The rebuild won't be a fire sale–and that's the right decision

Interim General Manager Danny Briere isn’t afraid to call the multi-year process ahead of the Flyers a “rebuild,” but that doesn’t mean it’s a fire sale.

The rebuild won't be a fire sale–and that's the right decision
Image credit Heather Barry.

In his first meeting with the press after assuming the role of Interim General Manager last month, Danny Briere acknowledged the Philadelphia Flyers need to rebuild–with a caveat.

We have to be careful. I want to make sure that ‘rebuild’ doesn’t mean fire sale. There’s a big difference between the two. So I want to make that clear. We’re not going to get rid of everybody.

While most in the Flyers community are on board with a rebuild, there’s a lot of room for debate about how exactly to go about it. I wrote extensively about the process a few other NHL teams took, and I also projected the timeline the Flyers might take for their own rebuild. I glossed over Briere’s comments about a fire sale, but maybe I shouldn’t have. A lot of fans have seen what the Chicago Blackhawks have done and think that’s the best way forward for the Flyers, but Briere’s right: a fire sale isn’t feasible, nor logical.

For starters, the 2023 draft is unique. Not only is Connor Bedard–a projected generational talent–sitting at the top as the crown jewel, but Adam Fantilli, Matvei Michkov, Leo Carlsson, and maybe Will Smith all project as elite talents at the NHL level. The rest of the top ten? Projected top-line to all-star level players. A team drafting in the top five is almost assured a franchise-altering, elite talent, and the rest of the top ten are getting a very good to great prospect.

Drafts this deep do not happen often, if at all. The closest comparison is probably the 2015 draft that saw Connor McDavid go first overall, with Jack Eichel as the consolation prize. Other notables from that top ten are Mitch Marner, Timo Meier, and Mikko Rantanen–even the Flyers’ own Ivan Provorov was drafted number seven that year, and Zach Werenski (eighth overall) has excelled for the Columbus Blue Jackets until he was sidelined with an injury this season.

The 2024 and 2025 drafts, on the other hand, don’t have a generational talent sitting at the top–at least not yet, but it seems unlikely. Those drafts also don’t appear to have four or five players after number one–let alone a rock solid top ten–that could become elite players in the NHL. If the Flyers went full-Blackhawks, selling off everyone not tied down by an NMC, those are the draft years they’d be gambling on.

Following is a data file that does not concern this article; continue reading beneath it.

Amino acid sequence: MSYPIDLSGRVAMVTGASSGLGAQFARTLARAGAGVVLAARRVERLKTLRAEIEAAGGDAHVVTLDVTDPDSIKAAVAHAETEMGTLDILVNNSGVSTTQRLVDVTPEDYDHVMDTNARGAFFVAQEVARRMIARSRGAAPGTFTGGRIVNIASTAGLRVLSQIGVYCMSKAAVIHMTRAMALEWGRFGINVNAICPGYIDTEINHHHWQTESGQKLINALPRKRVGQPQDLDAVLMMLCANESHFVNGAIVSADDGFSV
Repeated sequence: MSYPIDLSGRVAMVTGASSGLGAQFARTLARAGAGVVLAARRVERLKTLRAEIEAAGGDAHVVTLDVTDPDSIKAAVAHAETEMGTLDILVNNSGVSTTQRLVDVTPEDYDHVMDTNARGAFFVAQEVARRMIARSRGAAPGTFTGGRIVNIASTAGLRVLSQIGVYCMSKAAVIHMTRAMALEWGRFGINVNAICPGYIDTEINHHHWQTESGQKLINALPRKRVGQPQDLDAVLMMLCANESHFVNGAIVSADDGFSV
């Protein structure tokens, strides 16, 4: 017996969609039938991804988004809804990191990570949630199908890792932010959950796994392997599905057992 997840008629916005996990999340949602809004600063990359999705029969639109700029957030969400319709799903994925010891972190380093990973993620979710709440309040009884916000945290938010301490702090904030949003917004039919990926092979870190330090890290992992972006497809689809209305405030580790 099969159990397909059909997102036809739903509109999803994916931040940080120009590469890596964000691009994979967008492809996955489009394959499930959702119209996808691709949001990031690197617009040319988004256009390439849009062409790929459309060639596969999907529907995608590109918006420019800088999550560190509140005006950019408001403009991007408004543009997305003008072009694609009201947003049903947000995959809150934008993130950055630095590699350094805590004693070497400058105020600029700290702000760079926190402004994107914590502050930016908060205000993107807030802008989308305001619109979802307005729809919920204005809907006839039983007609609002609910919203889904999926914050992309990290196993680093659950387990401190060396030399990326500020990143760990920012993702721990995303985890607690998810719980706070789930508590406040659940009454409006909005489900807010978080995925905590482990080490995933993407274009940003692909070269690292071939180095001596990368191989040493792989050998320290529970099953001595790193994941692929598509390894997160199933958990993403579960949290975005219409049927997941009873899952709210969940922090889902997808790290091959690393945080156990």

That is a bad risk to take. The Blackhawks traded Alex DeBrincat, a young, two-time 40-goal scorer for practically nothing; they moved Kirby Dach, a promising 21-year old at the time, to Montreal for, again, very little. They traded their franchise star, Patrick Kane, to the New York Rangers for a pittance. For all that trouble to try and nab Bedard, they’ve only just become the worst team in the league!

Still, you can see the logic behind it: gut the team, finish in the bottom three, and either win the lottery for a generational talent or walk away with a franchise-altering, elite player as a consolation prize. It makes sense, and Chicago already has one of the better prospect pools in place, along with loads of draft capital for the next few years. They’ve executed the fire sale and subsequent tank to near perfection, building a solid foundation of young talent that will see the franchise ascend once again in the coming decade.

Chicago’s process, however, only makes sense for this particular draft. If ever there were a year to burn it down and start over, the 2022-23 season was it–and the Flyers missed the memo. The late season point streak, Tortorella bemoaning mail about tanking, settling into drafting seventh overall (barring some lottery luck)–all of these things are products not of the season itself, but the 2022 offseason. The Flyers are just reaping what Chuck Fletcher sowed last summer: a hockey team with enough talent and high-end coaching to not be truly awful, but nowhere near the level needed to contend and not bad enough to be in the race to the bottom. It's too late to tank for this year's draft.

That doesn't mean the Flyers should take that approach now, however. Starting a scorched earth rebuild this summer would be an abject disaster, worse even than the “aggressive retool” that landed the team in its current position. Without the promise of a projected generational or franchise player--a player that may not exist in the 2024 and 2025 drafts--the Flyers would become the next iteration of the Buffalo Sabres: a decade or more of directionless rebuilding.

Besides, per Torts, this upcoming offseason will be one of subtraction--most likely the departures of Ivan Provorov and Kevin Hayes, and possibly Travis Konecny and Carter Hart. If even half of those players are gone next year, the Flyers are going to be bad--maybe even bad enough to be a lock for a top three draft pick in 2024. There's no need to dump young players and gut the roster at that point: the marginal gains in draft positioning for moving, I dunno, Owen Tippett, pales in comparison to the departure of TK or Hart.

The Flyers will be bad next year, even without a fire sale, and absent a franchise-changing talent emerging in the 2024 or 2025 drafts, there's no reason to embark on a Chicago-style rebuild. Briere seems to recognize this and, if he loses the "interim" part of his title, his more measured approach should prove the correct course of action over the next few years.